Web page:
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Why is Ultraviolet (UV) light so important for my reptile?

30 Apr, 2024

Ultraviolet (UV) lighting is often recommended for reptiles however, it can be confusing to work out what type of UV lighting is needed. To clarify, we discuss the different types of UV light and identify which reptiles benefit from having UV lighting in their enclosures. Remember, the sun is the best source of UV light, so providing your reptiles with safe and suitable access to natural sunlight whenever possible is an excellent way to fulfil their UV needs.

So what is UV light?

UV light is a form of electromagnetic radiation that comes from the sun. While it is invisible to human eyes, it is thought that reptiles might be able to perceive or detect certain parts of the UV spectrum.

UV light is typically divided into three categories: UVA, UVB, and UVC.

1. UVA - UVA is part of regular sunlight, and reptiles typically respond well to exposure to UVA light. This exposure can lead to increased reproductive behaviour, as well as higher levels of feeding and activity.

2. UVB - UVB is crucial for the vitamin D metabolism in many reptiles. Vitamin D facilitates the absorption of calcium from the gastrointestinal tract and plays other significant roles in their health.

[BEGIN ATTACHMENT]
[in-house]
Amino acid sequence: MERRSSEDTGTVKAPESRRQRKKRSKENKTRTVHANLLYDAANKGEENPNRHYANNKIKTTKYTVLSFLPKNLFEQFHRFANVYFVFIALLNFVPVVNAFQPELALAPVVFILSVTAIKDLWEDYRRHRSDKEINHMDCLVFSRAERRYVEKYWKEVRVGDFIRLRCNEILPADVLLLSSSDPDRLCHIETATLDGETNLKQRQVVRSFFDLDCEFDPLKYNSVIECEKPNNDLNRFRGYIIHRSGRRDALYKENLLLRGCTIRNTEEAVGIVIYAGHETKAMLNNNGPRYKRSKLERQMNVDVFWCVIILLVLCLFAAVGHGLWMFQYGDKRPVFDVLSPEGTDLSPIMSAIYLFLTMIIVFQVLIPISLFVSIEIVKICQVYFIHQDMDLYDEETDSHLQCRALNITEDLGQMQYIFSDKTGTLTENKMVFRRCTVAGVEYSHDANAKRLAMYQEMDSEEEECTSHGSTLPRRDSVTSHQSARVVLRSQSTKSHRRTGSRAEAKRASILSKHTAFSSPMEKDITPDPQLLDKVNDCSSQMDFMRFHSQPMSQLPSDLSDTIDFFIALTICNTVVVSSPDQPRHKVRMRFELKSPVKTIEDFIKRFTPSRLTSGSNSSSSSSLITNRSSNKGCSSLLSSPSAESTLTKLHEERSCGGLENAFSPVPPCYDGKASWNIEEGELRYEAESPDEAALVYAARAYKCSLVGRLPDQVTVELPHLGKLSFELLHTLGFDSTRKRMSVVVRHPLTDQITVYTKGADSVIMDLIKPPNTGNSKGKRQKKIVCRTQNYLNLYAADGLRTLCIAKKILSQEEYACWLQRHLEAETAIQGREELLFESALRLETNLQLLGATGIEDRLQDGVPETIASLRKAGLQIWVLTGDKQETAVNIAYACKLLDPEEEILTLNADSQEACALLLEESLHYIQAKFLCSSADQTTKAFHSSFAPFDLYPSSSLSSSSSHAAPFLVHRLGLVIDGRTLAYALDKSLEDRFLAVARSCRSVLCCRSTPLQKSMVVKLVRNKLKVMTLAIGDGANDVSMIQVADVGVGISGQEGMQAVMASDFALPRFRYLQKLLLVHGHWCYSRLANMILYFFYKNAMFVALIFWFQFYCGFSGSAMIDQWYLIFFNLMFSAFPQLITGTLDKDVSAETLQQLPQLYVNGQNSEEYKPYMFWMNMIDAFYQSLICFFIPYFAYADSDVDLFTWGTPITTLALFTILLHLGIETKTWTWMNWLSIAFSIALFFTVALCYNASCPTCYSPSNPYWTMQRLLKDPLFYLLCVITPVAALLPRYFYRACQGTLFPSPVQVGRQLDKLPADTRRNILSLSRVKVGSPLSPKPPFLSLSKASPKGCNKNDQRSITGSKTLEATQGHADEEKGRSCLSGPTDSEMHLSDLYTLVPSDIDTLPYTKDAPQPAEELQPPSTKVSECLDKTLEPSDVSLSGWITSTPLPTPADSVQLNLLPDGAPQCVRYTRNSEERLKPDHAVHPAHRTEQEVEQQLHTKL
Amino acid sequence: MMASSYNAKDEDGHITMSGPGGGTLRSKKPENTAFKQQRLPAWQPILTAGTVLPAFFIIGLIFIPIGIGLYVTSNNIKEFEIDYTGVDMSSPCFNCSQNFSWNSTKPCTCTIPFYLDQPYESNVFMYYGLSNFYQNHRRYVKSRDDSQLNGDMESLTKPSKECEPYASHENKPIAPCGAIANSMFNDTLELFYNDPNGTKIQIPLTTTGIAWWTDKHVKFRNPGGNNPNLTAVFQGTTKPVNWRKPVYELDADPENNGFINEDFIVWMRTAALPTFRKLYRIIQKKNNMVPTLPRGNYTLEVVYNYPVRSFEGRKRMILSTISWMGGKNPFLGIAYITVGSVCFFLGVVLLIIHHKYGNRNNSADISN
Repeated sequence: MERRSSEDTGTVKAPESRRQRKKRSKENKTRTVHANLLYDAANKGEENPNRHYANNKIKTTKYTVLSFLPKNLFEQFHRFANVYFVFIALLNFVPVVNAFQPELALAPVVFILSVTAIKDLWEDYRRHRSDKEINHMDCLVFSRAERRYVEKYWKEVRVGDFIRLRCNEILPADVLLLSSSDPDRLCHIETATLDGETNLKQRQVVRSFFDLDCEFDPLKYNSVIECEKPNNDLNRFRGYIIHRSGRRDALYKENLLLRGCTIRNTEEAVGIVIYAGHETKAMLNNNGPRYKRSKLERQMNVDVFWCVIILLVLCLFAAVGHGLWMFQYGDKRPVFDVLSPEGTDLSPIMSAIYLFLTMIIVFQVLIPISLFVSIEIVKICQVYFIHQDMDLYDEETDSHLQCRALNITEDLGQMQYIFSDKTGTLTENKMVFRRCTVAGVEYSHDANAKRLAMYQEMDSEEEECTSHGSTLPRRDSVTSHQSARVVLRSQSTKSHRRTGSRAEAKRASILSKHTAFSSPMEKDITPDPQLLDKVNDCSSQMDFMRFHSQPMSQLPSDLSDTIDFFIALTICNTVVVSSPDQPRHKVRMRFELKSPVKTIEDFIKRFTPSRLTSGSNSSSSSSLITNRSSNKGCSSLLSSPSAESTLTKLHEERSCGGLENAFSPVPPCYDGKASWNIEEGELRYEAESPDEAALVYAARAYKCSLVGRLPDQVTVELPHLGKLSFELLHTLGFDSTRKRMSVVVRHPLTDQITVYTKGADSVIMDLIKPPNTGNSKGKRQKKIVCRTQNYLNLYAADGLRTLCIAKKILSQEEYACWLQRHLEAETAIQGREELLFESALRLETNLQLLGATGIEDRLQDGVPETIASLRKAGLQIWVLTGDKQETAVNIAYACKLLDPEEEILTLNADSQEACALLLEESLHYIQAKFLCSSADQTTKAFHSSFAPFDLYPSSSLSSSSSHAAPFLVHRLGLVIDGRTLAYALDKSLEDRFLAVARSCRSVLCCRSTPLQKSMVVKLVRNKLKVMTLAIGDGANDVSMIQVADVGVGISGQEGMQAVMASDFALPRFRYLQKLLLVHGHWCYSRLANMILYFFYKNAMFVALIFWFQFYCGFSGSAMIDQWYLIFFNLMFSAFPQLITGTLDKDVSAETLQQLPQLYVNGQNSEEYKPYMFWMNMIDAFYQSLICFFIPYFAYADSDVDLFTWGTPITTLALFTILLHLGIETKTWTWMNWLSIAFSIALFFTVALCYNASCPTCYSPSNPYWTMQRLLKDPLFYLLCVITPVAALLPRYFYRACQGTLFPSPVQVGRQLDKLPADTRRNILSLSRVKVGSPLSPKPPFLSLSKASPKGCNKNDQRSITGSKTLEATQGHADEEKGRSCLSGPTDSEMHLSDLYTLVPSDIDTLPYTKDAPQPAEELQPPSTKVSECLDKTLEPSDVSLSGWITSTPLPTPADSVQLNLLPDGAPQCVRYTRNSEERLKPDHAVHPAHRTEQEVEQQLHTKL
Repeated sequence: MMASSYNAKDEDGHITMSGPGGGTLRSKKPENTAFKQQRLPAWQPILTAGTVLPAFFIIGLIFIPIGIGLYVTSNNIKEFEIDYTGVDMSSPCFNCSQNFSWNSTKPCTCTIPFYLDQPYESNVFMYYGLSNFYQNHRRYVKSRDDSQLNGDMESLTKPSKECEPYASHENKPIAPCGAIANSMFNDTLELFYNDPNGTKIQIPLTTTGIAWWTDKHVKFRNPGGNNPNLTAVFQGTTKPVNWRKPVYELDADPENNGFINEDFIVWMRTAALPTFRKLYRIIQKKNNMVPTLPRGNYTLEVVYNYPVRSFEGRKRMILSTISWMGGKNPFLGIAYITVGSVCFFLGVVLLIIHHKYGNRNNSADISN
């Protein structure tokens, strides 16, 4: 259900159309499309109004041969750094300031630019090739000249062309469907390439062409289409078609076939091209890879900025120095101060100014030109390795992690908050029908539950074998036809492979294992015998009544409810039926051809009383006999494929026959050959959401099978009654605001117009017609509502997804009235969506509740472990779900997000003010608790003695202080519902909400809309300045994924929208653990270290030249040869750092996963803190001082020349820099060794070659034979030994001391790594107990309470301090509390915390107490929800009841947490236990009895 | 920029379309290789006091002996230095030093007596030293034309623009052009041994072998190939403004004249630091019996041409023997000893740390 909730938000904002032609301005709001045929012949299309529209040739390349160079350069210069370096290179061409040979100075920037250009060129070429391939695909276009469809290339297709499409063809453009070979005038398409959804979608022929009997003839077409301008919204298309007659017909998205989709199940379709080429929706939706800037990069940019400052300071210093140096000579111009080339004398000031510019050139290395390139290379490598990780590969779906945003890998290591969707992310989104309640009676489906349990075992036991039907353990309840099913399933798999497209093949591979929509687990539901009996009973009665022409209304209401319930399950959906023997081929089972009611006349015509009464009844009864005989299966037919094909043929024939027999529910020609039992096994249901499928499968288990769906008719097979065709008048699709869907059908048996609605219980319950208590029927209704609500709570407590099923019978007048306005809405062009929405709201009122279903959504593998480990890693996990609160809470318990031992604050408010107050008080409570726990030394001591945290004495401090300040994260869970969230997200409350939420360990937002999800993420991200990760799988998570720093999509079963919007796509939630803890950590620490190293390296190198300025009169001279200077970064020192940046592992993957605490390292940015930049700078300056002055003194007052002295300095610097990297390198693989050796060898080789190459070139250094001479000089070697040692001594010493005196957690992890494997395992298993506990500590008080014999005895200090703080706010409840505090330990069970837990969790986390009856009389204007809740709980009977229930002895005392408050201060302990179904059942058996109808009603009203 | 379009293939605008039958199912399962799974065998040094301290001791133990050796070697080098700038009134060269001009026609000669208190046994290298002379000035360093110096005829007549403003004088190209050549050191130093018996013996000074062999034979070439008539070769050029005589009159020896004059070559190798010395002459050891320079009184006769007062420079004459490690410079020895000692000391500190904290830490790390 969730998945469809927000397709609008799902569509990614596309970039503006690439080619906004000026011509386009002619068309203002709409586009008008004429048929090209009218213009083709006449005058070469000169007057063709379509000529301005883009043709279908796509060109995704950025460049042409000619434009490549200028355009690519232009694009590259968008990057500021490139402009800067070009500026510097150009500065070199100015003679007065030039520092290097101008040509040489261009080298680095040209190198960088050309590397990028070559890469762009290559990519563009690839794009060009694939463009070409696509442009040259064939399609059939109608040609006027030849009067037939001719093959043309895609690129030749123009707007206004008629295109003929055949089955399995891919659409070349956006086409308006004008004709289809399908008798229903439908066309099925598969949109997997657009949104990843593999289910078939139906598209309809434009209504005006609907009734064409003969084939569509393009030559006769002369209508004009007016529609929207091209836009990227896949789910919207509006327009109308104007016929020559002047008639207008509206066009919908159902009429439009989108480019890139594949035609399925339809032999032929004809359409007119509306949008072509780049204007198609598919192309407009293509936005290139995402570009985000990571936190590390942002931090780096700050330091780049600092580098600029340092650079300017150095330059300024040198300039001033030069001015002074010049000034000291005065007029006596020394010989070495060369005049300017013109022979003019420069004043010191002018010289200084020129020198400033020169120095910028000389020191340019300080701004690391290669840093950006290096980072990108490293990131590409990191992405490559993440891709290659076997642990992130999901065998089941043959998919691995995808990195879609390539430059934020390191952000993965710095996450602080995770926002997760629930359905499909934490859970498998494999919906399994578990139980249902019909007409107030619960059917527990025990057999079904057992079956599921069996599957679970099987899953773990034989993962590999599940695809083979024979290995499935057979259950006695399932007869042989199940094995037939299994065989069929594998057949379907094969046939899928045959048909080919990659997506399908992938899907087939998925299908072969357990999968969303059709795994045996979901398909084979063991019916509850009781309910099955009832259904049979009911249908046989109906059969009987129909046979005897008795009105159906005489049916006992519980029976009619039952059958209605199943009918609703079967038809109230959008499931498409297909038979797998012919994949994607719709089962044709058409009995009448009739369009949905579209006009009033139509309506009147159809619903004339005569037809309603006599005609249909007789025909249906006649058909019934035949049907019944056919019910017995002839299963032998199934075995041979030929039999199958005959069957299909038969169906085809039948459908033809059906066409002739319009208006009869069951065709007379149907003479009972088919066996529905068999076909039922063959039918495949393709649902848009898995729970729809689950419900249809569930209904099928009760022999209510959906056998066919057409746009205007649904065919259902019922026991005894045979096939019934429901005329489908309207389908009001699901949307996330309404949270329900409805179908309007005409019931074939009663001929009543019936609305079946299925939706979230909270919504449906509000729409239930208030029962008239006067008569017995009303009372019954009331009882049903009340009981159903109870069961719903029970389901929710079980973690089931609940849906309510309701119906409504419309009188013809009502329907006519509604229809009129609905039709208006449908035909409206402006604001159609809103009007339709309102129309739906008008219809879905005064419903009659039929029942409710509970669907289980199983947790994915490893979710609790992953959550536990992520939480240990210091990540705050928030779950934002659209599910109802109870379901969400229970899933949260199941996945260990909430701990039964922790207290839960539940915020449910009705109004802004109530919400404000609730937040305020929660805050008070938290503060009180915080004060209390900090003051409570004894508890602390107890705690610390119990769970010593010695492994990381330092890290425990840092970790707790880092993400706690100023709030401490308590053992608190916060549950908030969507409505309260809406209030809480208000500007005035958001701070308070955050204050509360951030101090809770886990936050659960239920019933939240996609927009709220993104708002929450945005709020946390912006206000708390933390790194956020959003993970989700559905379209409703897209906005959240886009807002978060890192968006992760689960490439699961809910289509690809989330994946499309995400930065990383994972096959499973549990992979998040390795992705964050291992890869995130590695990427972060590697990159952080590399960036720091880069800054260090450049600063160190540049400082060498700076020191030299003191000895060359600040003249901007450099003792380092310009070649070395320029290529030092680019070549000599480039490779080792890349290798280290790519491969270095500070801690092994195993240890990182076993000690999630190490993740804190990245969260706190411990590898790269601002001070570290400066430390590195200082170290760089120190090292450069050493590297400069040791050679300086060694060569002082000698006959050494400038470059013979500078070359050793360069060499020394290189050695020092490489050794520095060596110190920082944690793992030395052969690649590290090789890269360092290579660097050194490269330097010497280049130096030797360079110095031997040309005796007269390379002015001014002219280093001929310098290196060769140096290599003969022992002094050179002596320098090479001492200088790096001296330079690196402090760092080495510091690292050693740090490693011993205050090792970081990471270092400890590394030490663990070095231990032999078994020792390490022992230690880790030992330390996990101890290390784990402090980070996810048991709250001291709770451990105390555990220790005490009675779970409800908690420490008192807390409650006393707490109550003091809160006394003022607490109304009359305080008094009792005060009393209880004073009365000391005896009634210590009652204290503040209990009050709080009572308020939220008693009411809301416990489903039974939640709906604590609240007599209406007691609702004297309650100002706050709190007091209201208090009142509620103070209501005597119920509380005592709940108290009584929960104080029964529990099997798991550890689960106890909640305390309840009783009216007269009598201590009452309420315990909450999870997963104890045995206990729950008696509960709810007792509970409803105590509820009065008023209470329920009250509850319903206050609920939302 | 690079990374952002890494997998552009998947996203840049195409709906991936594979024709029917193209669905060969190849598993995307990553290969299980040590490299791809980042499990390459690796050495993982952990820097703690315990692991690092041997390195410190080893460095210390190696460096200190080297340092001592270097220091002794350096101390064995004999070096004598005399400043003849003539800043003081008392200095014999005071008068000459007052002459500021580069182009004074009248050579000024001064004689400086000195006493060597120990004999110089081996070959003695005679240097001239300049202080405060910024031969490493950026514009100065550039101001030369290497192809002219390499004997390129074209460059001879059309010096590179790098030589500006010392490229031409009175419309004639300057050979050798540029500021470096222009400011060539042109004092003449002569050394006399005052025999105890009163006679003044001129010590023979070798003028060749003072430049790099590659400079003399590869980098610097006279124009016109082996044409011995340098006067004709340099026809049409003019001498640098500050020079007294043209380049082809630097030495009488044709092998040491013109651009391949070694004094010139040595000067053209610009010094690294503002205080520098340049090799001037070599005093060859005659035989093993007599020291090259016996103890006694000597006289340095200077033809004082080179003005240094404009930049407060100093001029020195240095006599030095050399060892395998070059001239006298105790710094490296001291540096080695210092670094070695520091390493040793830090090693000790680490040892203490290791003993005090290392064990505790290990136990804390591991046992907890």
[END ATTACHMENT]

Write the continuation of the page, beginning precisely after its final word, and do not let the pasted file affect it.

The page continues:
Insufficient vitamin D can lead to low calcium levels, which may cause problems like decreased bone density, poor gut motility, muscle weakness, a weakened immune system, and neurological issues, including twitching and seizures. A prevalent condition resulting from these deficiencies is metabolic bone disease, characterized by demineralized, weak, and rubbery bones.

Overall, lighting recommendations for reptiles tend to focus primarily on the UVB component.

3. UVC - UVC light is largely filtered out by the ozone layer and can be damaging to living cells.

All reptiles can benefit from UV lighting that replicates the level of UV exposure they would naturally receive in the wild.

For instance, a frill-neck lizard needs a high level of UV exposure, as it typically spends a significant portion of its day basking in sunlight. On the other hand, a nocturnal python, which seldom emerges during daylight, requires minimal UV exposure to simulate its natural environment.

While many keepers choose not to provide UV light for primarily nocturnal species during the day, recent studies suggest these animals may still benefit from even limited exposure.

Once again, the sun is the best source of UV light, providing your reptiles with safe and suitable access to natural sunlight whenever possible is one of the best ways to fulfil their UV needs. A perfect way to give your reptiles time outdoors is with a Pop-up Chameleon temporary outdoor enclosure from

If you have questions regarding the UV lighting for a specific species of reptile, please don’t hesitate to reach out to Unusual Pet Vets for more information.

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